It's a question I've been asked countless times. If you were to Google it, you'd find an overwhelming amount of pros and cons for investing a website. The problem is those in favor generally campaign their points with very broad criteria and dry statistics with no applicable interpretation. And the flip side is usually angry business owners who spent far too much on a subpar website years ago and have sworn off web designers ever since. In an economy of diverse products, services and influencers, the traditional "Do I need a website?" conversation needs to be equally dynamic and unique. Here's 4 reasons you should invest in a website for yourself:
Do you sell goods and/or services?
This is an easy "yes." I can't tell you the number of times that I've heard people skip out on trying a new business because they looked them up online and were not impressed with their: 1) outdated website or 2) lack of a website in the first place. These are the moments when customers pick H&M over a boutique, Starbucks over the local coffeehouse and Walmart over speciality stores. And if you don't already sell your products online, you should plan to. According to BigCommerce, "Ecommerce is growing 23% year-over-year, yet 46% of American small businesses do not have a website." Ladies and gents the writing is on the wall on this one: the next opportunity for small businesses lies in online retailing.
Are you a model, artist or consider yourself a creative?
This one could go 50/50. On the one hand, it could be argued that social media would be a sufficient portfolio and building a website to hold essentially the same content would be redundant. However, an advantage of having your work on a website is that you have the opportunity to really showcase your brand and what sets you apart from your competitors, which will consequently appeal to people who might want to work with you. At the end of the day, an Instagram grid is just that — a grid — and from profile to profile they all look somewhat similar. More often than not, clients will ask for a link to your portfolio and showing up empty - handed could effectively drive projects away from you.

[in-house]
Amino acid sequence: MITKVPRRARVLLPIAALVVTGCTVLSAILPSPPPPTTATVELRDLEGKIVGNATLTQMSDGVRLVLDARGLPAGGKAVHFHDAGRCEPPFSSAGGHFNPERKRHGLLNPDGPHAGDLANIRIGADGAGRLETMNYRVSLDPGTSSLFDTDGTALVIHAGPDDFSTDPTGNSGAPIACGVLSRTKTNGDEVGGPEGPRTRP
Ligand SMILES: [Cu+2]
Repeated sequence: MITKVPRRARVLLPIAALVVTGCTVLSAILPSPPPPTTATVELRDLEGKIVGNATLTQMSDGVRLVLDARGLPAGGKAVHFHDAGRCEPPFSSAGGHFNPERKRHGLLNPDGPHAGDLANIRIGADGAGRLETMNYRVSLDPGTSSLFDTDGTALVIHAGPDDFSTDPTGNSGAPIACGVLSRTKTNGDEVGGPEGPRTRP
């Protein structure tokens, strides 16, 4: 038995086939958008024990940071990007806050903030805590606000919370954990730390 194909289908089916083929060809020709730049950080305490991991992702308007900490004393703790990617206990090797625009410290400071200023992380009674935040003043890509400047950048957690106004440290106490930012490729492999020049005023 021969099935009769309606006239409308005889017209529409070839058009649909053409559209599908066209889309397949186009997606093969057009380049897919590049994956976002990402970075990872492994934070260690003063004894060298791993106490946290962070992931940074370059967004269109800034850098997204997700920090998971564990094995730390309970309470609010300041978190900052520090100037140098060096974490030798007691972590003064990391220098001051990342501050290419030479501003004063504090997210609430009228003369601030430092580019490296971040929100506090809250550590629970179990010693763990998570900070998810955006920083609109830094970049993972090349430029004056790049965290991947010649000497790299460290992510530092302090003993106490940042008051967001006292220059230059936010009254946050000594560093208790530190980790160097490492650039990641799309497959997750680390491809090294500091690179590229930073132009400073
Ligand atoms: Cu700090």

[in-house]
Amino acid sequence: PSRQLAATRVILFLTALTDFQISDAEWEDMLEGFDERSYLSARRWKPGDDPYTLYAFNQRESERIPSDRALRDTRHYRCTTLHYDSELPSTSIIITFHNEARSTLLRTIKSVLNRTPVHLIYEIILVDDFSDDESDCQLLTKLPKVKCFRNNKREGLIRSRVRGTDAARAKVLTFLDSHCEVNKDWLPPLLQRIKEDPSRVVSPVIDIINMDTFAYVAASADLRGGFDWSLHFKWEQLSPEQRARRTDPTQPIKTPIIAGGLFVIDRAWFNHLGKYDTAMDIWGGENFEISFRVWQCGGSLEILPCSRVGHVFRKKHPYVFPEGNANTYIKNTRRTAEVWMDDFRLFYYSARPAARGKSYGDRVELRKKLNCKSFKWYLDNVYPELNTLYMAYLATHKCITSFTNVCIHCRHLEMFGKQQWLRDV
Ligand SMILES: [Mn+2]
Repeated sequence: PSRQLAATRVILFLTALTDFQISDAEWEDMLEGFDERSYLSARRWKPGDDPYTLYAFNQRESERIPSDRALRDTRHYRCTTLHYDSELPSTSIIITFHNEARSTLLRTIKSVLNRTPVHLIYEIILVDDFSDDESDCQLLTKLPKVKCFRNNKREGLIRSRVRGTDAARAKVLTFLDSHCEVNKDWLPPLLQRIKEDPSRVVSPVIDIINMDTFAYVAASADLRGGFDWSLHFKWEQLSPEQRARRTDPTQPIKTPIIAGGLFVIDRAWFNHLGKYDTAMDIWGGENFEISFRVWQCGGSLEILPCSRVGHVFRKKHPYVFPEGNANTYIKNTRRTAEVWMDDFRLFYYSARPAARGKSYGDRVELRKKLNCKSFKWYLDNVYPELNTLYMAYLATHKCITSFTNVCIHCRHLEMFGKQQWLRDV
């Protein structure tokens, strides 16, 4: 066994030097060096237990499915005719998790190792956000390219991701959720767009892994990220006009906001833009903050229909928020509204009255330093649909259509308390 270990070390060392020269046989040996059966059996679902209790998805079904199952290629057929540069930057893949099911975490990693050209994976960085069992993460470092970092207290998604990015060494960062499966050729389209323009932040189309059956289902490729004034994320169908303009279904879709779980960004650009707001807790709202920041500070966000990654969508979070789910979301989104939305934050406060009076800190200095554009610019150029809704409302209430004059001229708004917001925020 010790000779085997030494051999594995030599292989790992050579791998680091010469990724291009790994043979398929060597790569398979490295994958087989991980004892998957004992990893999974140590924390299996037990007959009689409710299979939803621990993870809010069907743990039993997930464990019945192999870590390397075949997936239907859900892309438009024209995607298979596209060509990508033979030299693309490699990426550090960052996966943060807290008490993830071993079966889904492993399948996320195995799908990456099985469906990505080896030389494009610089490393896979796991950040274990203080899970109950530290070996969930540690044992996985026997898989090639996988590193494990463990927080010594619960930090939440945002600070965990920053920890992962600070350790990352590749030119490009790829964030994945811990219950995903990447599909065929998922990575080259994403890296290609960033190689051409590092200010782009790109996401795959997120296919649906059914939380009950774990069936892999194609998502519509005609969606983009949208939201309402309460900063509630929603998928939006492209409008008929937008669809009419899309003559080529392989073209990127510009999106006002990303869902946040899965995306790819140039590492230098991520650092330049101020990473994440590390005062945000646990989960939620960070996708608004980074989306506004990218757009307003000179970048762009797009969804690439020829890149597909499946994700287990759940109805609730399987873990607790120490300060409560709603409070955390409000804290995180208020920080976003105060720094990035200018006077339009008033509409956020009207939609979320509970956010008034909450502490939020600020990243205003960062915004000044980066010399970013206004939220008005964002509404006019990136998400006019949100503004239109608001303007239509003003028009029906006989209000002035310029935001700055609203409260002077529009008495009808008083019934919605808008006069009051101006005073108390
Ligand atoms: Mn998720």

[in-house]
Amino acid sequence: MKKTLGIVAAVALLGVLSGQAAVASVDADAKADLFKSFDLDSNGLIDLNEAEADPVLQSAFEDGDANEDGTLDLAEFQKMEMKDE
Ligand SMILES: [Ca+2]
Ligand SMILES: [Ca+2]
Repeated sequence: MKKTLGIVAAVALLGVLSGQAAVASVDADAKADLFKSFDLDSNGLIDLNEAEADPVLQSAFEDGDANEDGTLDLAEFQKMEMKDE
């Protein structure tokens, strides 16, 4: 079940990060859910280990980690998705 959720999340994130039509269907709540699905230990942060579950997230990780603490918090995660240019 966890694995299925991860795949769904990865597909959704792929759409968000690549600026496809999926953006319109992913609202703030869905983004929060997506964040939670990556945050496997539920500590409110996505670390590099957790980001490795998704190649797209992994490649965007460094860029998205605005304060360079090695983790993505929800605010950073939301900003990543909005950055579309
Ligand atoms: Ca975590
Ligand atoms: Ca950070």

Do you create or wish to create content — i.e. blogs, articles, videos, tutorials, etc.?
Hop on to any spectrum of the internet and it's absolutely undeniable that hundreds of thousands of entrepreneurs and visionaries have found their success simply by creating useful content. With both Millennials and Gen Z naturally gravitating towards brands and individuals who can help them, teach them or offer a solution to a problem, it only makes sense that the market for unique blog posts, dynamic tutorials and education - driven videos is growing. One of the biggest mistakes I see in the blogging/vlogging world — a mistake I made myself, not once, but twice — is using a third-party site like Blogger or Wordpress to host your blog. Although those sites are a fairly easy way to get your start, those sites are mostly geared toward cataloging content and you might find yourself limited down the road. A website with a blog feature leaves the door open to things like setting up an ecommence store, hosting and managing RSVPs for events, scheduling classes and workshops and so much more. The bottom line: if you have a voice and want to be heard, you need a killer web design.
Are you an independent or freelance writer, photographer, hair stylist, life coach, make up artist, tutor, graphic designer, etc.?
Often I've found that freelancers and independent entrepreneurs feel that their social media is enough to drive business to their inboxes. A prospective client can easily take comfort in a company, but asking them to invest in and trust an individual? That's a much harder battle to win. And while I agree that social media networking is the "word - of - mouth" of modern business, it's just not enough to support freelancers in today's saturated market of independent contractors. The solution echoes what I've said before: nothing looks quite as legitimized as a modern web design. Forbes explains it well: "Use your website to show you’re a serious professional, not a part-time moonlighter." A website is the face of your business, the personification of your brand and it establishes both credibility and authority. If you are a one (wo)man band and passionate about what you do, your online presence can be the introduction you need to meet new clients and raving fans.